A new cornea may be the only way to prevent a patient going blind – but there is a shortage of donated corneas and the queue for transplantation is long. Scientists at the Sahlgrenska Academy have for the first time successfully cultivated stem cells on human corneas, which may in the long term remove the need for donators.
Approximately 500 corneal transplantations are carried out each year in Sweden, and about 100,000 in the world. The damaged and cloudy cornea that is turning the patient blind is replaced with a healthy, transparent one. But the procedure requires a donated cornea,
A have-a-go hero who was blinded in one eye in a chemical attack 15 years ago has miraculously got his sight back after undergoing pioneering stem cell treatment.
Russell Turnbull is one of eight patients with impaired vision who have been treated successfully with their own stem cells, in a technique developed by scientists and eye surgeons at the North East England Stem Cell Institute.
Mr Turnbull was hit in his right eye, causing massive damage to the cornea stem cells, leaving him with severely impaired vision, a condition known as Limbal Stem Cell Deficiency (LSCD) (…)
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Health Counselor Board, Javier Alvarez Guisasola, launched on Wednesday a clinical trial coordinated by Professor Margarita Calonge, IOBA’s on cell therapy applied to treat corneal blindness.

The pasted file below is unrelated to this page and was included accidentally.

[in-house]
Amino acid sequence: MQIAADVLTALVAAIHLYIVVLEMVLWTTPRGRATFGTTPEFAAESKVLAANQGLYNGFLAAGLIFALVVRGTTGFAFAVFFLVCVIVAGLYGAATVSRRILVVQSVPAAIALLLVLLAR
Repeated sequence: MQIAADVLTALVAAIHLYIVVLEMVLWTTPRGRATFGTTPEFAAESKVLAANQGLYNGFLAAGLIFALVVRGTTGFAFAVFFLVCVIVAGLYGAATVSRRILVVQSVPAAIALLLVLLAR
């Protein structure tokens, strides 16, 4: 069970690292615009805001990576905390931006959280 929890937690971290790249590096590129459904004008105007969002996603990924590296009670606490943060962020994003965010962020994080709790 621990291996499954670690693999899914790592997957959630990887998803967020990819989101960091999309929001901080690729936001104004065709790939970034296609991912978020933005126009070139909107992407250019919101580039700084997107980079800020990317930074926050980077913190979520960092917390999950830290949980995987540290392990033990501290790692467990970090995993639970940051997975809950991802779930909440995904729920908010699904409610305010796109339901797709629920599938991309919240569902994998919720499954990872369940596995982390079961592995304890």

This study was coordinated by the IOBA and IBGM to demonstrate the long-term effectiveness of the epithelial stem cell transplantation of the cornea, previously cultivated to restore corneal blindness. Stem cells come from a healthy eye of the patient or family support.
International Stem Cell Corporation announced that its Research and Development team has advanced its program to create a functional and transplantable human cornea by developing a new method to derive corneal endothelium-like cells from human pluripotent stem cells.
This work represents a significant step towards the creation of complete cornea tissue that can be used for transplantation and supports prior data showing indications of corneal endothelium generated by ISCO’s collaborators at Sankara Nethralaya Eye Hospital, India. Such cells by themselves may potentially promote wound healing and regeneration of the cornea and therefore could be used as a standalone medical treatment.
TONY EASTLEY: In a world first Melbourne researchers have rebuilt the surface of a human eye, using adult stem cells grown on a special type of contact lens.
One of the researchers is Karl Brown from the Centre for Eye Research Australia. He’s speaking with Ashley Hall.
KARL BROWN: We collected the adult stem cells from the very edge of the cornea. In the final version this could be the patient’s own eye if they have a good eye and an injured eye. Or it could be from material left over that is not used for a corneal transplant.